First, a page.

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Enjoy your free Guide to Self-Editing!


Guide to Self-Editing

 by Maddy Glenn 

I’ve worked with quite a few authors, editing their projects. Some are brilliant at keeping to schedule, some like to think their brilliant at it, and some admit that they just can’t write or edit that way.

I have a lot of writers telling me they’ll be finished with their self-edits eg. “at the beginning of February”. I get in contact with them late January: “Oh yes, I’ll be finished mid-April”, and so on.

Now, I don't want to diss the writers who take ages to be finished - I know they're self-editing and you can never really know how long it will take. In fact, I can’t stress enough how important it is to self-edit, especially when you don’t yet have an editor.

You’re going to look so much more professional and serious about your writing if you have clearly done some edits yourself.


So. How does one self-edit a novel?

Drafts 1, 2, 3, and 4

Writing a novel is never as simple as 'start at chapter one and work through to the end'. You won't come out with a perfectly polished manuscript straight away.

Writers who think their first draft is perfect are the most in need of an editor - if only to point out inconsistencies, unnecessary complications, and plot holes.

No one's first draft is beautiful. Never show your first draft to anyone. This is your embarrassing secret. You've now got the chance to make it less embarrassing.

Draft 1 - Write Like a Loony.

Draft 1 is your chance to write with reckless abandon. Just go for it. Some writers plan it meticulously. Others just hedge their bets and go on a writing binge.

Draft 2 - The Big Stuff

This is the first edit. You’re going to read through your text and do your best to ignore those nagging sentences that don’t quite work.

Draft 2 is all about the overall structure.



Does your plot have an arc? Will it keep readers on their toes? Are there any bits of your plot that might have readers falling asleep?


How about your characters? Do they develop in any way? Are they individuals? Do they make decisions, showing their personalities, or do things just happen to them?



Is there a consistent writing style that runs through the text? Sometimes your mood can hugely affect the way you write:

Chapter 5 was a high-energy chapter. You wrote it like a Jason Bourne car chase.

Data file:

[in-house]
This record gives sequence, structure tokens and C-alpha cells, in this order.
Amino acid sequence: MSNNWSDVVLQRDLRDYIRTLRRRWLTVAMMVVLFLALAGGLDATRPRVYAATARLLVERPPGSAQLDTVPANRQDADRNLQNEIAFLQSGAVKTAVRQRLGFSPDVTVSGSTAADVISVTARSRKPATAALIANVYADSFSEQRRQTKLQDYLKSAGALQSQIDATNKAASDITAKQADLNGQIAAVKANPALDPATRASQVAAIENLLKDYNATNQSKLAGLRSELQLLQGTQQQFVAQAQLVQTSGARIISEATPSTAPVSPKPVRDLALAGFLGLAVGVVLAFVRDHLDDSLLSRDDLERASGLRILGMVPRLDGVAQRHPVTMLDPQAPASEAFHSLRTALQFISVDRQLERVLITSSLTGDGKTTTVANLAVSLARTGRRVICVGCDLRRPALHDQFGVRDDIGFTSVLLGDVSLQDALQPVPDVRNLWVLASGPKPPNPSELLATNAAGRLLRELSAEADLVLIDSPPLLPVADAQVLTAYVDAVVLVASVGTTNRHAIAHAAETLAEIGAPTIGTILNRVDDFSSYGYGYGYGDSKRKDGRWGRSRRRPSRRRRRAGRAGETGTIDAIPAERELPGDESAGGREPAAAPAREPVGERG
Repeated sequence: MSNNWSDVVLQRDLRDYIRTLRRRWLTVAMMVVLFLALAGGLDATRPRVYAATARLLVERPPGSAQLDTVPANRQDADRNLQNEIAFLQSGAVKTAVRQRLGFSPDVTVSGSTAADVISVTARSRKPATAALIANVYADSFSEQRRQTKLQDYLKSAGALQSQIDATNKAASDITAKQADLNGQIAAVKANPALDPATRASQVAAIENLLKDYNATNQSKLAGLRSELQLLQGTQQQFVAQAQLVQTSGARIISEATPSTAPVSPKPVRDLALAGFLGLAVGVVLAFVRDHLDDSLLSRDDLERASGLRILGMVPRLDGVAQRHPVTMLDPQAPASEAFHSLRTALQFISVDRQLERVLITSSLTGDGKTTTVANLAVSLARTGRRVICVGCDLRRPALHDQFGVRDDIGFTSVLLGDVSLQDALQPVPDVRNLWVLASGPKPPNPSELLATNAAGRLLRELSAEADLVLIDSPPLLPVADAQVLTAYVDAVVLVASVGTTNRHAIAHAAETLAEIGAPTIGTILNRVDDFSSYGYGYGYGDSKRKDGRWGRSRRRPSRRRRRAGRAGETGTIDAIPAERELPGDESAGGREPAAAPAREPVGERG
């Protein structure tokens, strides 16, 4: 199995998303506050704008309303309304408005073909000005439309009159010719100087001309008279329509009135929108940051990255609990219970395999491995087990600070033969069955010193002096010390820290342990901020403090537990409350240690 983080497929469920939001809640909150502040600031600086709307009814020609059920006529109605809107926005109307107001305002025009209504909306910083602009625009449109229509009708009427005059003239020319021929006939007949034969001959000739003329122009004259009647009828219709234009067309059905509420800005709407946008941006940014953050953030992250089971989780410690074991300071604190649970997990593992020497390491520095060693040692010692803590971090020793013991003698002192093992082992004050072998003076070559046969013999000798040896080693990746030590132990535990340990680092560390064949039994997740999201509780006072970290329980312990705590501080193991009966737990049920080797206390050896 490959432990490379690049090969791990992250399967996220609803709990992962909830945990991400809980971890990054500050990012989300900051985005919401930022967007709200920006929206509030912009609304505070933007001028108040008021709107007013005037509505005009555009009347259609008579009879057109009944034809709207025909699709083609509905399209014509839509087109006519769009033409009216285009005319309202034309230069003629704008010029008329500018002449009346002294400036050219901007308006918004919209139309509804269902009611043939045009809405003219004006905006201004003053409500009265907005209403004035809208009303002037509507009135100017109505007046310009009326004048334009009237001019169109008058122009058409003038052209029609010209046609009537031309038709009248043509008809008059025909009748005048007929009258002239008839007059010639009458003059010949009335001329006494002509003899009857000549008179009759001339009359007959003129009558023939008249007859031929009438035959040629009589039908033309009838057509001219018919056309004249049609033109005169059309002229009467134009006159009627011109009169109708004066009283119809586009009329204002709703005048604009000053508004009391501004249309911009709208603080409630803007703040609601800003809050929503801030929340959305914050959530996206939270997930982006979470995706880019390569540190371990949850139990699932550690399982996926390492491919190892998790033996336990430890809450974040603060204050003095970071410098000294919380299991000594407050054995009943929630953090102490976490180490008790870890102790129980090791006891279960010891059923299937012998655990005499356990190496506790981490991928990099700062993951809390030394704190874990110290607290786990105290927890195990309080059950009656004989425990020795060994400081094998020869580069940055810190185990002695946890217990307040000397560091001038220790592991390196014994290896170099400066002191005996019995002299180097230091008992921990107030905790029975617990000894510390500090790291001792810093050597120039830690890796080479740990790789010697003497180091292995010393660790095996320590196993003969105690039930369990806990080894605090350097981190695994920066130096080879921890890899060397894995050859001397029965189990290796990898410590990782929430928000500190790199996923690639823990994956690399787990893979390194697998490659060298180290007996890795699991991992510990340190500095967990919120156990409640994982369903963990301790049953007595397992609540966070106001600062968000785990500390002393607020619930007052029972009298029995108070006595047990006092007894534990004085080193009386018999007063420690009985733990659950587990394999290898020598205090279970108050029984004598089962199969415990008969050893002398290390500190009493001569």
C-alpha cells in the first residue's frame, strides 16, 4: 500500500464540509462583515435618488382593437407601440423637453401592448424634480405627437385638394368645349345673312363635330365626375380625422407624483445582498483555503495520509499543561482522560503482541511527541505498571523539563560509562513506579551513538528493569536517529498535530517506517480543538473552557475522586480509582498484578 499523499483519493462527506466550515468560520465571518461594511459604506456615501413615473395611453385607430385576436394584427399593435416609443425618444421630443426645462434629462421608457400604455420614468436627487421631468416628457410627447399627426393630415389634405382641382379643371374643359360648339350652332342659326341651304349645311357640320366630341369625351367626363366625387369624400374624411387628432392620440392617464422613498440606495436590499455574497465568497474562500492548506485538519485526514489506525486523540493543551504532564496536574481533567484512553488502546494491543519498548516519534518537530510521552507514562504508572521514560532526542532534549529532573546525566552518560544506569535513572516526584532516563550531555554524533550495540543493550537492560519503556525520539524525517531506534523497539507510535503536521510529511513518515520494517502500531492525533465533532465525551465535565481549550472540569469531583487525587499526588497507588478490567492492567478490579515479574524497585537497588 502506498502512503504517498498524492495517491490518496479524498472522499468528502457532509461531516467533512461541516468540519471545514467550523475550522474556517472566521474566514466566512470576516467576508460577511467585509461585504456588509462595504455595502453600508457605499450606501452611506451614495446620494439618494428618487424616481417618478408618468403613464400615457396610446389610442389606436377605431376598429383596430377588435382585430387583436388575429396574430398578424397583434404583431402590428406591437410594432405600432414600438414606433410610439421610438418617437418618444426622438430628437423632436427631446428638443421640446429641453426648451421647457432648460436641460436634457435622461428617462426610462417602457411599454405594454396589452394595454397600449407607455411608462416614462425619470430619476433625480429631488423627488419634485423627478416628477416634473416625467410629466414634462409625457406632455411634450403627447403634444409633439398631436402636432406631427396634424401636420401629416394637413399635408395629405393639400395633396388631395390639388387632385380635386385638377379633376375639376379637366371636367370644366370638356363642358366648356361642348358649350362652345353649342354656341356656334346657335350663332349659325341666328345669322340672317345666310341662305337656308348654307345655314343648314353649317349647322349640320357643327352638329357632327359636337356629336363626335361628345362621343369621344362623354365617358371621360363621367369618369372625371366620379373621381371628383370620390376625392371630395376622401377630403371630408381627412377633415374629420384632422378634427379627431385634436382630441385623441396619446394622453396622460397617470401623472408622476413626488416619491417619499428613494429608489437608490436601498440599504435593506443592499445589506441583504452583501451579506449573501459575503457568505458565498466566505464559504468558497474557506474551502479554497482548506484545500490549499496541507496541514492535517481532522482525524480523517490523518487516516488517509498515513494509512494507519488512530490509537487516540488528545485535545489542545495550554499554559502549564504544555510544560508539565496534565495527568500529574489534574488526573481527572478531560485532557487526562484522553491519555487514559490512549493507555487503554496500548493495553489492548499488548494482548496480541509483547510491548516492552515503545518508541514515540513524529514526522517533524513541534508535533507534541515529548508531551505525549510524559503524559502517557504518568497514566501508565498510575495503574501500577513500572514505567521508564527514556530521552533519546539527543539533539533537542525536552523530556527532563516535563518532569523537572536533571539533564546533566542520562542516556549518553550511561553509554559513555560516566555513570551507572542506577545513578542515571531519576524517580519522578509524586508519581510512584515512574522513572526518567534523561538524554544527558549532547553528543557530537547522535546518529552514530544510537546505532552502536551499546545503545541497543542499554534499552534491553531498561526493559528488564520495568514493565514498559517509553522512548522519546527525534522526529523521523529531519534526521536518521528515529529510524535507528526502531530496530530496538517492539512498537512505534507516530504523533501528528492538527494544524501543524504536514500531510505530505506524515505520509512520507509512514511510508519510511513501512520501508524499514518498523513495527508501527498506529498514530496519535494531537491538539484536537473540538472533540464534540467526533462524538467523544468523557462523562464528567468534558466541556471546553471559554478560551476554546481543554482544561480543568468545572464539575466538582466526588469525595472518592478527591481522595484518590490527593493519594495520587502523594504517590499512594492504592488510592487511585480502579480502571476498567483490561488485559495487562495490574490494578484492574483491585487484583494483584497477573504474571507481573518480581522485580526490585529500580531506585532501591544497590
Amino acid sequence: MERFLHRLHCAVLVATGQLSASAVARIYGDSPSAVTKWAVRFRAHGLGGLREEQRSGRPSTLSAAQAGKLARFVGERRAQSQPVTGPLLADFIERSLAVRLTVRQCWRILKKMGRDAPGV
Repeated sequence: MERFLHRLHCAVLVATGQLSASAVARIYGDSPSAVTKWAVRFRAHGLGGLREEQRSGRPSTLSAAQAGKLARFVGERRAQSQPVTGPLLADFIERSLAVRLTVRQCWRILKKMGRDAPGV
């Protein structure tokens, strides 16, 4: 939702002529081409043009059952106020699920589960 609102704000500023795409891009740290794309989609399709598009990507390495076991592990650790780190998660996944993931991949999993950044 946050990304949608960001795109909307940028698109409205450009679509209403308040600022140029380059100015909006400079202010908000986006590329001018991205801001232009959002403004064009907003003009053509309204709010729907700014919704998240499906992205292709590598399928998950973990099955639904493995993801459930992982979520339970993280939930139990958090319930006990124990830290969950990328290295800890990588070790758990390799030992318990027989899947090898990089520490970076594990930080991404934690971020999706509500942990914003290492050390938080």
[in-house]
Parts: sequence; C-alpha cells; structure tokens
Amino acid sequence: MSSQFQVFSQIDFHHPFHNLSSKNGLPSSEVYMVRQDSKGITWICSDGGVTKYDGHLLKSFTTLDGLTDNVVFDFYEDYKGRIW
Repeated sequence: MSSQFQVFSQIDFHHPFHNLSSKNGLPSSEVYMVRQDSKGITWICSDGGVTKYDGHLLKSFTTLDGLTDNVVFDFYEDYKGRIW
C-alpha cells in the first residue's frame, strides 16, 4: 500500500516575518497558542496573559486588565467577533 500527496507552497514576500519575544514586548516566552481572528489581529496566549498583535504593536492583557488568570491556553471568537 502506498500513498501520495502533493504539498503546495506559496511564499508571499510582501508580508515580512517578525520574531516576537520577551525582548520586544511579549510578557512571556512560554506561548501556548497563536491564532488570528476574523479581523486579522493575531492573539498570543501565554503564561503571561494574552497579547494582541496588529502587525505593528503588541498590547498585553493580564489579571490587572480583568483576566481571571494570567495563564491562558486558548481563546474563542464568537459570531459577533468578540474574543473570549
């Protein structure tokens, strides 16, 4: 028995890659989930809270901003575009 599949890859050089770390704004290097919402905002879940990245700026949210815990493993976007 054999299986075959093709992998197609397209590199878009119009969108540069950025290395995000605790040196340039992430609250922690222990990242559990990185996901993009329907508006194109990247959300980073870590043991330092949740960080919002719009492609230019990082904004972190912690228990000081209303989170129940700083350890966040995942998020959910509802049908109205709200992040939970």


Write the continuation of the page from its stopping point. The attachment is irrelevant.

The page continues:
Short sentences. Unexpected shocks. Fast decisions. Lots of movement.

Chapter 16 is also a high-energy chapter but you hadn’t drunk quite so much caffeine when writing it, so it’s more emotional and internal. The character is questioning their every move, emotionally reacting to others.

These two chapters are written in very different writing styles, but they use the same character and are in the same (theoretical) book. You want to keep the style and flow of the book on one thread or your readers will get confused and will struggle to identify with the text.

Is it high adrenaline or is it a family drama? Make your mind up.


In draft 2, you’re going to polish your structure and characterisation. Make notes on how you’re going to develop your characters more...






...and then do the work! Rewrite the draft!

Draft 3 - It's All in the Details

You’ve developed your characters and you’ve reshuffled your plot to follow a story arc.

It’s time to read through it again.

This time, you’re going to look at the smaller details which make a novel tick.

Does the dialogue feel realistic? Does each character have their own way of talking? Are there any responses that are totally predictable?

Are the descriptions detailed enough - or too detailed? Do you really need to describe the colour of the curtains?


Lastly, notice any passages of long explanation. These tend to shout telling, not showing. For example, take the beginning of The Elfstones of Shannara by Terry Brooks. There is page upon page of boring explanation about the history of warlocks, politics, and wars. No one likes an Info Dump.


Leave it for a week. Come back to your text with fresh eyes and reread the whole thing.

Draft 4 - The Final Touches

You’re going to do a quick proofread of your text. I know, I know, you’re totally sick of this damn story by now. But it’s got to be done if you want an edit for an affordable price!

Are there any sentences that don’t quite make sense? Are they a bit unclear or confusing?

Check for grammar and spelling mistakes - keep a heavy dictionary next to your laptop!


Lastly, are you writing in American English or British English?

It’s always good to do a quick google of the basic rules and do your best to make sure you stick to one of the dialects.

Your editor will know a lot more about the grammar and spelling differences between the two dialects but you could save time and learn something about grammar if you do some of it yourself.

Your Choice

Now, some writers like to get beta-readers at this stage. They tend to work on an ‘eye for an eye’ basis: I’ll critique yours if you critique mine.

You can also pay for people to write detailed critiques (see my services page).


Others feel it is high time they got their work to an editor.


At which point, it is time to contact me.

It is time you handed over your baby and started getting it out into the real world!